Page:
Like many of his fellow quarterbacks looking to make the jump from high school to the college after this upcoming season, the chance to pick up on certain things that their high-school coaches aren't teaching has been a big takeaway from the event.
"Just the progressions, PSLs, pure progression stuff, that's big time," Kelly said. "Coming from someone like Coach Dilfer, that's key. Being in high school and playing against teams that are good, that will come in handy, and against teams that are bad, that just means putting up more points. It's excellent just learning out here."
As the nephew of Hall-of-Famer Jim Kelly, the young quarterback has always avoided treading too much on his uncle's legacy and is determined to make sure he's on his own path to success -- hopefully, with nobody even knowing about the connection between the two.
"I try not to think about it, but it's always in the back of your mind," he said. "He's one of the best quarterbacks to ever play the game, ever, in the NFL. You try not to think about (the comparison). I don't tell people, I'd rather nobody know. All these quarterbacks out here, I doubt half of them even know who he is or know I'm related to him. I really just try to play it off and be me as much as I can."
Committed to Clemson since the middle of June, Kelly is part of another very good recruiting class for Dabo Swinney and the Tigers. After a few unofficial visits down South, he found the Clemson program was simply the fit for him.
"Everything. From the stadium to the people to the coaching staff," he said. "Everybody is passionate about football, they want their people to graduate, they want them to be good people in society. There's so much that went into it and I knew right from the start when I got there that it was the right place."
Recently hired from Tulsa, new Clemson offensive coordinator Chad Morris is a big factor in Kelly choosing the school, and the pair have become close despite not knowing each other for that long.
"We talk all the time," he said. "He's always messaging me on Facebook. He's awesome and everybody there is, too. He's new but the offense that they run is perfect for me, I run it in high school. It's going to be a lot of fun."
The good-natured Kelly has no problem representing his school, having shaved the Tigers logo into his head a few weeks ago at The Opening and reminding fellow Elite 11 camper and Auburn commit Zeke Pike who would win the game between the two schools this upcoming season.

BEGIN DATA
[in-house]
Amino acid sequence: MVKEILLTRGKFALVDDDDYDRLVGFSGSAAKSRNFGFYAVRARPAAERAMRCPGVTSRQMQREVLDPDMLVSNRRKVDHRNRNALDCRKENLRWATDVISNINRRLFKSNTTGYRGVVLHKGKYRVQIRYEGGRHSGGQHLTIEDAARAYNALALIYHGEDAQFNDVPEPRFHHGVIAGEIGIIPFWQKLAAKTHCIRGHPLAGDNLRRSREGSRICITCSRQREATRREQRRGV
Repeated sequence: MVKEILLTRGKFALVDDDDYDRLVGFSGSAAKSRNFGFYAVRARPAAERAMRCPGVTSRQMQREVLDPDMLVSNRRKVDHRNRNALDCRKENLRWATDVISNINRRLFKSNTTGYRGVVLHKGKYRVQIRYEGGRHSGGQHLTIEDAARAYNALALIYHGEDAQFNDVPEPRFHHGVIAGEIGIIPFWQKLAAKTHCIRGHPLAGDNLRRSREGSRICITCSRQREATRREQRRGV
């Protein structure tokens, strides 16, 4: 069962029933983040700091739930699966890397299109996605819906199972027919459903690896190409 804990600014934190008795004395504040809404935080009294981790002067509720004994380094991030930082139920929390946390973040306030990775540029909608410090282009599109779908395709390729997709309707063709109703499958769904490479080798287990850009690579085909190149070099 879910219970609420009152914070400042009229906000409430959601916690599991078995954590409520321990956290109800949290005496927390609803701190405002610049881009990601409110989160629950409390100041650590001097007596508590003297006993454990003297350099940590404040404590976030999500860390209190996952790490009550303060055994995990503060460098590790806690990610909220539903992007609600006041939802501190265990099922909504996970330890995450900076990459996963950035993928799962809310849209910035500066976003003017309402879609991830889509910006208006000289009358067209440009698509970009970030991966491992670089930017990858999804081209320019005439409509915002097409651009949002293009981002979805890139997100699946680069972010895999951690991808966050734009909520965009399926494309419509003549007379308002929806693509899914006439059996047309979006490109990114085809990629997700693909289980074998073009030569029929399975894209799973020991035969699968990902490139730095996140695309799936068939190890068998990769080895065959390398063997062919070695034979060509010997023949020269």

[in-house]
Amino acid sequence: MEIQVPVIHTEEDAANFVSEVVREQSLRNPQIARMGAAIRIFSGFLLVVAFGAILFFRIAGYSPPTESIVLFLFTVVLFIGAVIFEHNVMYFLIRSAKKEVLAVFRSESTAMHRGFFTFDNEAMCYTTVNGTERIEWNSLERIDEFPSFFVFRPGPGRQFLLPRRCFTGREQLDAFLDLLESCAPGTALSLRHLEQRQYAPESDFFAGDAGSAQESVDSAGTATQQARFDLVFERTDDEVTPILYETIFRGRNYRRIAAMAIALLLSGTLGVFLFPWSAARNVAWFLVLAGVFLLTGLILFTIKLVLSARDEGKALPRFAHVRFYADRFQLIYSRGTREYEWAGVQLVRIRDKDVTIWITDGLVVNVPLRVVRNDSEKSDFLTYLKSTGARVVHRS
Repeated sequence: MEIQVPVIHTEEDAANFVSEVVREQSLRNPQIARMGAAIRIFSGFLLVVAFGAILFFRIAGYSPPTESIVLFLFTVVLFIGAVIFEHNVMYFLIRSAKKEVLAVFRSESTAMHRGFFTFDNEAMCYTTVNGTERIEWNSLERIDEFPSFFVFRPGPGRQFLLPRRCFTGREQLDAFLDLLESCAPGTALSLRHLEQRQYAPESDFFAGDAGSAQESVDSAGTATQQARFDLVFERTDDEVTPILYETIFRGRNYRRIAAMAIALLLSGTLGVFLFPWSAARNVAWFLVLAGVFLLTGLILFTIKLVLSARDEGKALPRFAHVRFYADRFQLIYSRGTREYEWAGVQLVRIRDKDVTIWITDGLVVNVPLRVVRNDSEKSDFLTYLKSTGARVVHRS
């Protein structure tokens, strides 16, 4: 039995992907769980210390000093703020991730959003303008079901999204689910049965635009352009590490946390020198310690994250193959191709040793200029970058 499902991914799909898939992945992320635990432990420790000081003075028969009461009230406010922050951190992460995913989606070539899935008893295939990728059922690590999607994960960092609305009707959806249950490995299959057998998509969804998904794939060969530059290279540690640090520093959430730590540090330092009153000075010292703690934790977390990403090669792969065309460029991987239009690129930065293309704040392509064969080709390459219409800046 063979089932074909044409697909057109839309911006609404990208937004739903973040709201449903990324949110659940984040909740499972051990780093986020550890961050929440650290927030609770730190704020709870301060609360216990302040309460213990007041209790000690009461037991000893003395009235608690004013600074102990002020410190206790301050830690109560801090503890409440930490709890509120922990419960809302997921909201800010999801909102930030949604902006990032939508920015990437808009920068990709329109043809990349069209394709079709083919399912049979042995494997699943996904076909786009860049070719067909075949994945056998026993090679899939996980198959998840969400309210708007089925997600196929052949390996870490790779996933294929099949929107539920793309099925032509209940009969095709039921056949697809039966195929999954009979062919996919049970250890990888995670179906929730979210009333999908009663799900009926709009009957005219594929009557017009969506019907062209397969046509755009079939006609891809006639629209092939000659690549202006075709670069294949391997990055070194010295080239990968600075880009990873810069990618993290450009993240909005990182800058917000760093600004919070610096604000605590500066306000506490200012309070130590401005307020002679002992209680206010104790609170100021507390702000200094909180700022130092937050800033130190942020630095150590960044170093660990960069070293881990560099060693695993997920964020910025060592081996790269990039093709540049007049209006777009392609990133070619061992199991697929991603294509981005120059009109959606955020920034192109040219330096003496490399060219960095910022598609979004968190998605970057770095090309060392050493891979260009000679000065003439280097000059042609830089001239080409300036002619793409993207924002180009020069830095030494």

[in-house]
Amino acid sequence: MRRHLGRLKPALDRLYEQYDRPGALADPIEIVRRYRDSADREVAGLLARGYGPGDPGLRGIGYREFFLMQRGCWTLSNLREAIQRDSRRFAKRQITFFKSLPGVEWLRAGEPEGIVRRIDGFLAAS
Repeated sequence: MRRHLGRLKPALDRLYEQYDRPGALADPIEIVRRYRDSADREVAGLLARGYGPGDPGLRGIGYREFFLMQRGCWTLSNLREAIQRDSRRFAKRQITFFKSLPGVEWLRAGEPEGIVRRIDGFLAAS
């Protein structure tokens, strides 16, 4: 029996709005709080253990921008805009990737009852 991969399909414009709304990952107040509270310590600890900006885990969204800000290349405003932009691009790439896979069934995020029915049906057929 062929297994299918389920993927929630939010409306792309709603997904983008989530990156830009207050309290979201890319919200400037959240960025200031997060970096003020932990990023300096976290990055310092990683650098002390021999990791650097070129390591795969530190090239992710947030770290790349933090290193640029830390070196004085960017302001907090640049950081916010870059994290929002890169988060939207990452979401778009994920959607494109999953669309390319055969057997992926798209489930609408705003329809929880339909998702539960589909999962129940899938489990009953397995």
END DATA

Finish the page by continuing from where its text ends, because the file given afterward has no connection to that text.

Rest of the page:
"Clemson," Kelly says with a smile. "For sure. With the athletes they've got this year… it's going to be fun watching them, it's going to be a show."
Voytik down to two
The Elite 11 isn't just about the players who reside in recruiting services' top 100 lists; it's also a chance for some lesser-known prospects to get their chance to prove themselves on a national stage. Cleveland (Tenn.) quarterback Chad Voytik has been a bit under the radar to some fans, but the talented player has proved he belongs over the past few days at the competition.
"I came out strong and I felt like I built on that," Voytik said. "There’s a lot of good quarterbacks out here so I’m really trying to focus on my self and not worry about the other guys. Of course I want to compete and know what I’m up against, but I’m going to stick to what I know and who I am."
The 6-foot-1, 200-pound signal-caller has one of the strongest arms at the camp and a compact throwing motion that can really deliver the ball quickly.
“I feel like I’m right at the top with my accuracy and arm strength. I think I'm with the best guys out here," he said. "I know I’m not the tallest, but I feel like I make up for it with my intangibles.”
Voytik holds scholarship offers from several schools in the South but has narrowed his recruiting options to two schools as he looks to make a decision soon, possibly after the Elite 11 is over.
“It’s Pitt and Vandy," Voytik said. "I’m down to those two schools for the most part. I really like Pitt right now. They’re probably the leader. But Vandy’s close behind.”
New Panthers coach Todd Graham has not been afraid to expand the program's recruiting to grab quality prospects such as Voytik. On the quarterback's end, the school has plenty of things going for it as he looks at the positives and negatives of each option.
“It’s just the fit, the coaching staff and the kind of offense they run,” he said. “They opportunity (to play early) is the main factor. I’ve been there twice, and I loved it when I was up there.”
In-state program Vanderbilt has built some momentum on the recruiting trail with a string of quality commitments recently, and that is certainly something working in the school's favor.
“They’re getting some great recruits,” Voytik said. “They’ve got a bunch of Tennessee kids like (running back Brian) Kimbrow. That’s a good program, I feel like they’re on the rise. It may be a year or two, but I feel like they’re going to turn things around and it’s a good school.”
Based on all indications however, it looks like the Tennessee native will head to the northeast to play his college ball.